In our final installment of our NAAG 2023 Consumer Protection Fall Conference debriefing (click here for parts one and two), unsurprisingly, fake reviews and generative AI were the big topics that closed out the conference.

Fake Online Reviews

This panel was moderated by Victoria Butler, Consumer Chief of the Florida Attorney General’s Office, and Mike Wertheimer, Consumer Chief of the Connecticut Attorney General’s Office. Panelists included John D. Breyault, Vice President, Public Policy, Telecommunications and Fraud at the National Consumers League, Monica Hernandez, Senior Corporate Counsel at Amazon, Michael Ostheimer, Senior Attorney at the Federal Trade Commission, and Morgan Stevens, Research Assistant at the Center for Data Innovation.

To jumpstart the discussion, Stevens outlined different types of review concerns (some of which we have previously reported):

  • Purchasing Reviews through Non-Customer Third Party Services – paying for positive reviews, or for negative reviews for competitors
  • Incentivizing Reviews – providing some kind of benefit for a review (i.e. revenue sharing)
  • Obtaining Reviews from Family/Friends – asking close connections to post positive representations
  • Using fraudulent reviews for social activism reactions
  • Paying individual customers for positive reviews or to post negative reviews on competitor sites
  • Suppressing or unnecessarily flagging reviews
  • Relying on review baiting by only allowing or encouraging positive feedback
  • Threatening to use the legal system to attack reviewers
  • Harassing reviewers into deleting negative reviews

Stevens cited a 2016 University of Central Florida and Case Western study that showed customers are more likely to consider extremely negative reviews useful than positive reviews. Therefore, regulators are concerned that businesses are willing to pay customers to remove negative reviews as a cost for a good investment.”

Breyault asserted that platforms have a role to play and have invested a lot in protecting integrity, and the solution to protect integrity of user reviews will require coordination from all stakeholders involved. Consumers need to learn to recognize warning signs of bad reviews and vote with their wallets. Finally, the AG community and the FTC should have the resources necessary to go after bad actors.

Breyault also recommended platforms maintain clear policies that prohibit inauthentic reviews, require that all reviews reflect honest opinions, and allow users to report abuse. The policies should outline clear consequences for violations such as removing related products, terminating, and/or withholding payment. Later, Hernandez echoed the message of working together to combat harms of fake reviews, and stated Amazon has made significant investments and created policies to address the issue.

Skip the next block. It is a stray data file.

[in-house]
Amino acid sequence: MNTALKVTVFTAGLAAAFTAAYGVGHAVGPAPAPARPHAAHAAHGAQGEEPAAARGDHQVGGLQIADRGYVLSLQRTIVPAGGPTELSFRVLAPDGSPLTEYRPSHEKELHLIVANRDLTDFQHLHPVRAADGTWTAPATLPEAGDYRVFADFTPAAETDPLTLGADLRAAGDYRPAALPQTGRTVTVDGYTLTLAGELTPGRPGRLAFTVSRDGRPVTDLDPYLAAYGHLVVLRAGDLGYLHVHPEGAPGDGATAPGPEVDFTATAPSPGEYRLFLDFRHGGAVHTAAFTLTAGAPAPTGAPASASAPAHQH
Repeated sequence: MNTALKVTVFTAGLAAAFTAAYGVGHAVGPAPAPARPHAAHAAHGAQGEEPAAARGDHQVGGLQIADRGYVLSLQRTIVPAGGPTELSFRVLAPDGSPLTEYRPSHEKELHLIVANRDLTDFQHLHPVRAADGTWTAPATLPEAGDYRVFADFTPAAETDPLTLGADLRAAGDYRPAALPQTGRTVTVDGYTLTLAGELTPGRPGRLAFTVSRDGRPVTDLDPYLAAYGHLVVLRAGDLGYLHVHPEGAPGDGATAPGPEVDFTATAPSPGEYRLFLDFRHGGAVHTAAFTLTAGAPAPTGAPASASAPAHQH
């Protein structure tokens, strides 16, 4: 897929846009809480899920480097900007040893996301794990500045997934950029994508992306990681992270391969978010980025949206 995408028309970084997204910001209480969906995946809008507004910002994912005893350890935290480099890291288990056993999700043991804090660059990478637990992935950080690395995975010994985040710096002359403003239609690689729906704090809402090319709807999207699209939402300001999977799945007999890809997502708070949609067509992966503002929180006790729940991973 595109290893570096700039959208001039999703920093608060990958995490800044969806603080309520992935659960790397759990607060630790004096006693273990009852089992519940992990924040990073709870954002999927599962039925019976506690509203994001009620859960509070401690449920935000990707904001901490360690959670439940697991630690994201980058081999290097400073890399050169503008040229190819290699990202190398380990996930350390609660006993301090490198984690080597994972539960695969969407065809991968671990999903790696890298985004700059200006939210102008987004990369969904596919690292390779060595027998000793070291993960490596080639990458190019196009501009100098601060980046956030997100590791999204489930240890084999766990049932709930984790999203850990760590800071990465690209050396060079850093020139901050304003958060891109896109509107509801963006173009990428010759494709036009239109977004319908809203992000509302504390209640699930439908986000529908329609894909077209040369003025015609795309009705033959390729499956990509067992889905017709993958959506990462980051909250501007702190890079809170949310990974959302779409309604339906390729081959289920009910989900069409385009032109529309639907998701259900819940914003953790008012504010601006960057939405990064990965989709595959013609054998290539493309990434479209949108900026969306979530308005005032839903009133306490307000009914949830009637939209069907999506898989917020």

Ostheimer referenced the updated FTC Endorsement Guides, which cover fake and incentivized reviews. The Guides also provide new specific examples on how and when reviews should include a clear and conspicuous disclosure. In addition to the Guides, Ostheimer emphasized the importance of appropriately training employees and monitoring reviews to ensure compliance.

Understanding the Consumer Impacts of Generative AI

In the final panel for the conference moderated by Rashida Richardson, Assistant Professor of Law and Political Science at Northeastern University School of Law, panelists tackled the role state consumer regulators must play to balance business innovation and consumer safety. This panel included Dr. Solon Barocas, Principal Researcher at Microsoft Research, Sayash Kapoor, a PhD Candidate at the Center for Information Technology Policy, Princeton University, and Ben Rossen, Associate General Counsel for AI Policy and Regulation at OpenAI.

Panelists discussed the concern that generative AI models are not created to be task-specific, leading to potential additional risks if not created and used carefully. For instance, questions can arise as to who owns the data used for training and how are people using generative AI in practice. Panelists also discussed the desire for transparency and aligning consumer expectations.

Rossen noted platforms have already taken a number of steps to mitigate potential harms like hate speech and fraud and called for companies to watch how people are actually using their tools and monitor closely. Rossen referenced President Biden’s recent Executive Order on AI calling for agencies and platforms to evaluate and reduce risks associated with generative AI.

Several panelists noted that the FTC should be able to regulate businesses that falsely claim their generative AI can do something, and general UDAP and Section 5 models can be used as tools to combat discrimination resulting from generative AI where appropriate. Barocas said that AG authority would likely be insulated from a challenge like the CFPB so the AGs have more room to maneuver. Richardson agreed as UDAP is a broader tool for states.

Bottom line

For best practices, remember:

  • Fake reviews can take many forms, including not disclosing incentivized reviews, purchasing positive reviews, or suppressing negative reviews.
  • Generative AI is here to stay and can provide benefits to consumers. However, consumer protection laws apply to generative AI and companies should be transparent and honest about how they obtain the data for their models, and how they are training the models for potential general use.